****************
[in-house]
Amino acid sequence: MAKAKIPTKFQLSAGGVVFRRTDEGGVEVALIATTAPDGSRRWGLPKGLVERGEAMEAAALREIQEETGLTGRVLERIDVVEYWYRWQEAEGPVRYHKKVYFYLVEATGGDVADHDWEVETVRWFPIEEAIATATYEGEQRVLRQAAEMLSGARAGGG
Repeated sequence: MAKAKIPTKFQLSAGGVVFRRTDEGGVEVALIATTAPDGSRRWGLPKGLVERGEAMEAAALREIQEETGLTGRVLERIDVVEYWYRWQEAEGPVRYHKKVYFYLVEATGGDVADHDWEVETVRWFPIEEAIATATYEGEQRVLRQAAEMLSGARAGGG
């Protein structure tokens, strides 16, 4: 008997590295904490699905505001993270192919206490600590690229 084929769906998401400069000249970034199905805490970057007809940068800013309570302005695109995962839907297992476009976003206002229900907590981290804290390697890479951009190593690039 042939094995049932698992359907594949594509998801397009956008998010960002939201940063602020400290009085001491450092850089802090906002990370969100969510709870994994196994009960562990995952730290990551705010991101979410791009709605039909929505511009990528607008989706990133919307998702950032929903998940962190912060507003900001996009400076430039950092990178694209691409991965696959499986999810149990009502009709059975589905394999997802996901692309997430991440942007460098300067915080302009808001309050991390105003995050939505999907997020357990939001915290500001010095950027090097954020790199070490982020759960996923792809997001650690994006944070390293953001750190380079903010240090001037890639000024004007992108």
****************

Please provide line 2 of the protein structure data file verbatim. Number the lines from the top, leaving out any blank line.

Amino acid sequence: MAKAKIPTKFQLSAGGVVFRRTDEGGVEVALIATTAPDGSRRWGLPKGLVERGEAMEAAALREIQEETGLTGRVLERIDVVEYWYRWQEAEGPVRYHKKVYFYLVEATGGDVADHDWEVETVRWFPIEEAIATATYEGEQRVLRQAAEMLSGARAGGG